Geun-se, husband to the Parks’ original housekeeper and the personified “ghost” of human labor, is revealed to have been living in a sunless concrete bunker under the family home for years. He worships the Park family patriarch, flashes Morse code thank-yous to the family upstairs, and barks the English word “respect!” at magazine cutouts of the glamorous Mr. Park. Geun-se and his wife, Moon-gwang, learn the Kims’ secret—that they are related, lied to get Moon-gwang fired, and that a simple text to the Parks could doom them—through no fault of their own: Ki-woo blurts out “dad” when addressing Ki-taek in front of them.
The Kim family’s violent scramble to suppress the fallout (and keep their jobs) leads to all-out war. The Parks arrange a birthday party outside in the garden, ordering the tension-wracked Kims—who are here on their day off—from one whim to the next.
Then Bong snaps his puzzle together—before he smashes it to shreds as Ki-taek snaps in a scene of bloody carnage.
“I think the essential reason that character snapped is not really the income difference between the wealthy and poor,” says Song. “It actually has to do with human dignity. The collapse of it leads the character to take this extreme measure.” The film, as he sees it, is about the recovery of that dignity, with Ki-taek’s act of desperation his final attempt. “The characters in the film have a lot of antagonistic feelings toward each other.” But in his estimation, “the problem really lies in what they held at their hearts.”
Parasite’s script alone did not paint a specific “image” of how the scene would unfold, Choi and Song remember. Still, the actors understood the tension that coils until it snaps, and the “panic” and “chaos” that would break loose. “It was crazy,” Choi remembers. “People were on edge, ’cause it was really one of our most difficult scenes to shoot. There were so many people there and so much movement in front of the camera.”
Park remembers Bong’s instructions to her for the scene: “He didn’t want Ki-jung to look like she was going to die,” she laughs. “He wanted that to not be foreseen. So I was asked to just say anything that came to mind. I had to think about how I can be stabbed in the heart but not look like this is my dying will. That was a difficult request to fulfill.”
Bong storyboarded Parasite himself; his sketches resemble the pages of a comic book, with detailed indications of movement, dialogue, and camera placement. The fictional Park family’s house, Park remembers, “was based on the storyboard, not the other way around, to the point that the art director was saying this kind of architecture wouldn’t work for a real house.” With Bong’s storyboards as “the backbone of the film,” actors enjoyed a certain flexibility: “It was actually much more fun than my other experiences,” she says, “because it allowed me more freedom. I knew exactly where my boundaries were but could also play around within the scene.”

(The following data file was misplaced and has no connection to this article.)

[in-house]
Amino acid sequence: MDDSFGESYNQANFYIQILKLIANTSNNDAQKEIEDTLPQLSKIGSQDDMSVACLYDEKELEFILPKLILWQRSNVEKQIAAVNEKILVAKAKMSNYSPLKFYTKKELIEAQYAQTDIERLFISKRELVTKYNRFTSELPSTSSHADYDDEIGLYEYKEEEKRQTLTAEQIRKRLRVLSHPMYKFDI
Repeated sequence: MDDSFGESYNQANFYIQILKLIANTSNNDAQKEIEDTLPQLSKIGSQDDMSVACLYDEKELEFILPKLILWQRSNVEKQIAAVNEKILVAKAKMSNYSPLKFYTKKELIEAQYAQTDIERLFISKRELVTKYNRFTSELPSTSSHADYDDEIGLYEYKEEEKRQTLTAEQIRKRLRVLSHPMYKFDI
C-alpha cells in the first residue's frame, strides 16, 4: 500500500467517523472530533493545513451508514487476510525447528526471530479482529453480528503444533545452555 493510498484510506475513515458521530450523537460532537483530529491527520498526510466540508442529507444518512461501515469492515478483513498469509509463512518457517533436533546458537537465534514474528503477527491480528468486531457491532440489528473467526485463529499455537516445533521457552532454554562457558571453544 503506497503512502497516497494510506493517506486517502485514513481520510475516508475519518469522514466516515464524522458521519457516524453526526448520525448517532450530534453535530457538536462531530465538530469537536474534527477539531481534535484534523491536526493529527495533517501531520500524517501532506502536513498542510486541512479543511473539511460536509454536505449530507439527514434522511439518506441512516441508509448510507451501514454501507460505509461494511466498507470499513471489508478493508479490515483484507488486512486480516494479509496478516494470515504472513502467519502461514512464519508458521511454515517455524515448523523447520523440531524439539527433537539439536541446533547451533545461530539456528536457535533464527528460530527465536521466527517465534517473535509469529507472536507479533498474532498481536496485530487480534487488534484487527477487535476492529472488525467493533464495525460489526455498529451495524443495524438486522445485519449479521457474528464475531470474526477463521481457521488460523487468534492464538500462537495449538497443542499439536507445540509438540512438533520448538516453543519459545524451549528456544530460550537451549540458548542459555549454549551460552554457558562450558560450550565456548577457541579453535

Woo-shik, who has worked with Bong twice (first on Okja), confesses to being “really nervous” the second time around, too. “But he’s one of those guys who makes the atmosphere really comfortable. He’s like a loving teddy bear,” he says with a smile. “On set, we could just do anything. He didn’t give us any limitations about where we could act or move. It was just a really fun and comfortable, loving set.”
But it’s Song, 52, who has the most intimate creative partnership with “Director Bong,” stretching back to their first onscreen collaboration in 2003, Memories of Murder. Bong speaks often and glowingly about his trust in Song’s abilities and feeling emboldened to take risks in the films they make together. When Parasite won the Cannes Film Festival’s top prize (an overdue first for a South Korean film), Song was at his side—the director even knelt before Song at a photo call on the red carpet, playfully offering his muse the Palme d’Or.
“There is no significant change ever since I started working with him more than 20 years ago,” Song says, chuckling a bit at the word “muse.” “There’s a lot of respect between us, a lot of expectations, and I always feel a sense of thrill as I look forward to working with him.”
Between Memories of Murder and Parasite, Song has acted the part of the boisterous, likable everyman in Bong’s allegorical kaiju movie The Host (2006) and in the sci-fi thriller Snowpiercer (2013). “I think over the years, Bong has had this very sharp and perceptive view of life itself,” Song adds. “And you can really see the evolution of that in this movie. It’s the crystallization of all those efforts. If you look at what he’s done so far, I do think it’s very admirable, and I do want to pay my respect to his talent.”
As if possessed by the English word leaving his translator’s mouth, Song sits up suddenly and barks “RESPECT!”, relishing the reaction he detonates in the room. It’s not quite the chaos of a bloody finale exposing the dehumanization at the heart of capitalism. But it’s something close.